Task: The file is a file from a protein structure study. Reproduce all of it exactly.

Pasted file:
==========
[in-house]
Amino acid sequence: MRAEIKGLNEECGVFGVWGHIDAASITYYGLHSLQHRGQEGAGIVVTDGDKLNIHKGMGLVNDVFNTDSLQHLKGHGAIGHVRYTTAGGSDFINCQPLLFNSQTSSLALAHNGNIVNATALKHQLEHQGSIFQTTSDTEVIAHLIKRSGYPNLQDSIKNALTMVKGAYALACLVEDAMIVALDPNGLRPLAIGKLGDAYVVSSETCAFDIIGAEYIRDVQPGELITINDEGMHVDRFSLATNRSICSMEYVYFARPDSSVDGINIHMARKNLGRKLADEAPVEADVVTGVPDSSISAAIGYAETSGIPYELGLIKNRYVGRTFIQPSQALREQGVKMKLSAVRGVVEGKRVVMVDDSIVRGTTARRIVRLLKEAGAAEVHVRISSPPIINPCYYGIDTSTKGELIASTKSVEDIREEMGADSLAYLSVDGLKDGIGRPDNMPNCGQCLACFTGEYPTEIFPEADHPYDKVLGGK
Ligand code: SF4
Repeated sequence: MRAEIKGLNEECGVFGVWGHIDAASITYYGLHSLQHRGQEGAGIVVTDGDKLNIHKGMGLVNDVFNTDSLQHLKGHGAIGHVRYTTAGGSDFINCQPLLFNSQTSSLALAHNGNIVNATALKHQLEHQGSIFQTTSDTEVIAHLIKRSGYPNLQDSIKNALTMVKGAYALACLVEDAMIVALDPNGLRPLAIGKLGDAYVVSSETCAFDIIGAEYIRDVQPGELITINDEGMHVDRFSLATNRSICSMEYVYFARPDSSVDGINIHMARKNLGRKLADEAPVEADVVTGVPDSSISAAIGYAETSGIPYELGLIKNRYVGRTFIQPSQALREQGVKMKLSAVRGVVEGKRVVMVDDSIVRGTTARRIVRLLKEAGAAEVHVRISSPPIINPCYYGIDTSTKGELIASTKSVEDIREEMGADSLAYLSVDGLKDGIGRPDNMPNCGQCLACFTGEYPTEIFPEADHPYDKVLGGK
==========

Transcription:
[in-house]
Amino acid sequence: MRAEIKGLNEECGVFGVWGHIDAASITYYGLHSLQHRGQEGAGIVVTDGDKLNIHKGMGLVNDVFNTDSLQHLKGHGAIGHVRYTTAGGSDFINCQPLLFNSQTSSLALAHNGNIVNATALKHQLEHQGSIFQTTSDTEVIAHLIKRSGYPNLQDSIKNALTMVKGAYALACLVEDAMIVALDPNGLRPLAIGKLGDAYVVSSETCAFDIIGAEYIRDVQPGELITINDEGMHVDRFSLATNRSICSMEYVYFARPDSSVDGINIHMARKNLGRKLADEAPVEADVVTGVPDSSISAAIGYAETSGIPYELGLIKNRYVGRTFIQPSQALREQGVKMKLSAVRGVVEGKRVVMVDDSIVRGTTARRIVRLLKEAGAAEVHVRISSPPIINPCYYGIDTSTKGELIASTKSVEDIREEMGADSLAYLSVDGLKDGIGRPDNMPNCGQCLACFTGEYPTEIFPEADHPYDKVLGGK
Ligand code: SF4
Repeated sequence: MRAEIKGLNEECGVFGVWGHIDAASITYYGLHSLQHRGQEGAGIVVTDGDKLNIHKGMGLVNDVFNTDSLQHLKGHGAIGHVRYTTAGGSDFINCQPLLFNSQTSSLALAHNGNIVNATALKHQLEHQGSIFQTTSDTEVIAHLIKRSGYPNLQDSIKNALTMVKGAYALACLVEDAMIVALDPNGLRPLAIGKLGDAYVVSSETCAFDIIGAEYIRDVQPGELITINDEGMHVDRFSLATNRSICSMEYVYFARPDSSVDGINIHMARKNLGRKLADEAPVEADVVTGVPDSSISAAIGYAETSGIPYELGLIKNRYVGRTFIQPSQALREQGVKMKLSAVRGVVEGKRVVMVDDSIVRGTTARRIVRLLKEAGAAEVHVRISSPPIINPCYYGIDTSTKGELIASTKSVEDIREEMGADSLAYLSVDGLKDGIGRPDNMPNCGQCLACFTGEYPTEIFPEADHPYDKVLGGK